In this section, you will learn what LLM routing is and how it works.

What is routing?#

In the benchmarks section, we discussed how different models perform better at different tasks, and how appropriate performance benchmarks can help steer and inform model selection for a given use-case.

Given the diversity of prompts you can send to an LLM, it can quickly become tedious to manually swap between models for every single prompt, even when they pertain to the same broad category of tasks.

Motivated by this, LLM routing aims to make optimal model selection automatic. With a router, each prompt is assessed individually and sent to the best model, without having to tweak the LLM pipeline. With routing, you can focus on prompting and ensure that the best model is always on the receiving end!

Quality routing#

By routing to the best LLM on every prompt, the objective is to consistently achieve better outputs than using a single, all-purpose, powerful mode, at a fraction of the cost. The idea is that smaller models can be leveraged for some simpler tasks, only using larger models to handle complex queries.

Using several datasets to benchmark the router (star-shaped datapoints) reveals that it can perform better than individual endpoints on average, without compromising on other metrics like runtime performance for e.g, as illustrated below.

Console Dashboard.

You may notice that there are more than one star-shaped datapoints on the plot. This is because the Router can actually take all sorts of configurations, depending on the specified constraints in terms which endpoints can be routed to, the minimum acceptable performance level for a given metric, etc. As a result, a virtually infinite number of routers can be constructed by changing these parameters, allowing you to customize the routing depending on your requirements!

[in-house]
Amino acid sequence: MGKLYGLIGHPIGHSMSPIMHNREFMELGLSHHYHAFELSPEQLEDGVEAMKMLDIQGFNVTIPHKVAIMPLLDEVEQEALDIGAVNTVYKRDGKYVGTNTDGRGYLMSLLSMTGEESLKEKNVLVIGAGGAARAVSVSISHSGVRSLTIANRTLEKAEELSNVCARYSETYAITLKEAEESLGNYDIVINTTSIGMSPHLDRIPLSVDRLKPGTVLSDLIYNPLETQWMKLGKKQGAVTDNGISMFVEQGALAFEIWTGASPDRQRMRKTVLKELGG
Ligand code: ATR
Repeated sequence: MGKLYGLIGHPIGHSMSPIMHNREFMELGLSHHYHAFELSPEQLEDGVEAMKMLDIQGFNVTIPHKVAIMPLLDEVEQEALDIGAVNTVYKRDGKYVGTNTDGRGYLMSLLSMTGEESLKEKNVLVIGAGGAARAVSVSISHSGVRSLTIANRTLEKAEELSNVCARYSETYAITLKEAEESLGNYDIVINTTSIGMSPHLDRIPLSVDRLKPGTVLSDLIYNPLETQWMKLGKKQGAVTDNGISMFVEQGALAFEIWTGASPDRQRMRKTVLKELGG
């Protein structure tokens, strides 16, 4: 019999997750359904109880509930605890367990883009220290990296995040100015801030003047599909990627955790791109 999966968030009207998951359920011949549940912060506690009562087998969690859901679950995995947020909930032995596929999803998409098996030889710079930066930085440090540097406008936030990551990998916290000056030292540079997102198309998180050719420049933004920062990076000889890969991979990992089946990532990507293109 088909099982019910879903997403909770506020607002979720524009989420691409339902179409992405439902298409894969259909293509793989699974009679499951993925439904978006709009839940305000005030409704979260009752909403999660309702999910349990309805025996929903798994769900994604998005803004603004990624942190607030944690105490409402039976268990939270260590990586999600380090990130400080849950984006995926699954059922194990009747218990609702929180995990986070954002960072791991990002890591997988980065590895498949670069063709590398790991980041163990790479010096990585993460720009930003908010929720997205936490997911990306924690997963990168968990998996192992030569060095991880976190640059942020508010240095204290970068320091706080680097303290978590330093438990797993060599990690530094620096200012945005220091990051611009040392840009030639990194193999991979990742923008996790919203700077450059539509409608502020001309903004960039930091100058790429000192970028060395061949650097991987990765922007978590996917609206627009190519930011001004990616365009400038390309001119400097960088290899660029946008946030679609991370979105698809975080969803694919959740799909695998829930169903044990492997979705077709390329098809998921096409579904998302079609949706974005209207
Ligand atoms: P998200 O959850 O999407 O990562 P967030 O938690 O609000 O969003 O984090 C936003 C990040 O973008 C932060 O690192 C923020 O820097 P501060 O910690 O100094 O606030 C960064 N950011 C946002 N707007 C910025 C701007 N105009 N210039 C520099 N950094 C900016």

Runtime routing#

When querying endpoints, other metrics beyond quality can be critical depending on the use-case. For e.g, cost may be important when prototyping an application, latency when building a bot where responsiveness is key, or output tokens per second if we want to generate responses as fast as possible.

However, endpoint providers are inherently transient (You can read more about this here), which means they are affected by factors like traffic, available devices, changes in the software or hardware stack, and so on.

Ultimately, this results in a landscape where it’s usually not possible to conclude that one provider is the best. Let’s take a look at this graph from our benchmarks.

Mixtral providers.

In this image we can see the output tokens per second of different providers hosting a Mixtral-8x7b public endpoint. We can see how depending on the time of the day, the best provider changes.

With runtime routing, your requests are automatically redirected to the provider outperforming the other services at that very moment. This ensures the best possible value for a given metric across endpoints.

Mixtral performance routing.

Round Up#

You are now familiar with routing. Next, you can learn to use the router, or build your custom router.